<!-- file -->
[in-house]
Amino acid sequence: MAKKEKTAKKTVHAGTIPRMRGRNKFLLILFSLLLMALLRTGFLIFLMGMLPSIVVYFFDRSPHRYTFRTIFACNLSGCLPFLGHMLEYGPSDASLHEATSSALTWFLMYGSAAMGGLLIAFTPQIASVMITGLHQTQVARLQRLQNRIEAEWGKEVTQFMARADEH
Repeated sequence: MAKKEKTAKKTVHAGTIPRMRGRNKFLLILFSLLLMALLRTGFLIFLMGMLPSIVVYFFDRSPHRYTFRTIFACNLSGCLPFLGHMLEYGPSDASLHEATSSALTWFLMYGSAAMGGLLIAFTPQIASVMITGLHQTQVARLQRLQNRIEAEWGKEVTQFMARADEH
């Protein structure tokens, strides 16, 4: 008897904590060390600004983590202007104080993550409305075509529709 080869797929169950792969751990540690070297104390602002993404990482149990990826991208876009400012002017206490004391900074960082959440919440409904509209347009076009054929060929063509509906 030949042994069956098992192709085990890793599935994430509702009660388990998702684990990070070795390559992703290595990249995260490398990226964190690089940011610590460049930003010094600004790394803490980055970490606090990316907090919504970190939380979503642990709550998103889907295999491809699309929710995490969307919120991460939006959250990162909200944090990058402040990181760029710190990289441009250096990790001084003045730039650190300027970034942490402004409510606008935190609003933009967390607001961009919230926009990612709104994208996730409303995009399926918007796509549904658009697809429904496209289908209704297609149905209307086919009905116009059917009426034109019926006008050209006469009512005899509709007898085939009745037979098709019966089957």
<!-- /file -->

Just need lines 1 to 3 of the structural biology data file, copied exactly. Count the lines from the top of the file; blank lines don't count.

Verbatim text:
[in-house]
Amino acid sequence: MAKKEKTAKKTVHAGTIPRMRGRNKFLLILFSLLLMALLRTGFLIFLMGMLPSIVVYFFDRSPHRYTFRTIFACNLSGCLPFLGHMLEYGPSDASLHEATSSALTWFLMYGSAAMGGLLIAFTPQIASVMITGLHQTQVARLQRLQNRIEAEWGKEVTQFMARADEH
Repeated sequence: MAKKEKTAKKTVHAGTIPRMRGRNKFLLILFSLLLMALLRTGFLIFLMGMLPSIVVYFFDRSPHRYTFRTIFACNLSGCLPFLGHMLEYGPSDASLHEATSSALTWFLMYGSAAMGGLLIAFTPQIASVMITGLHQTQVARLQRLQNRIEAEWGKEVTQFMARADEH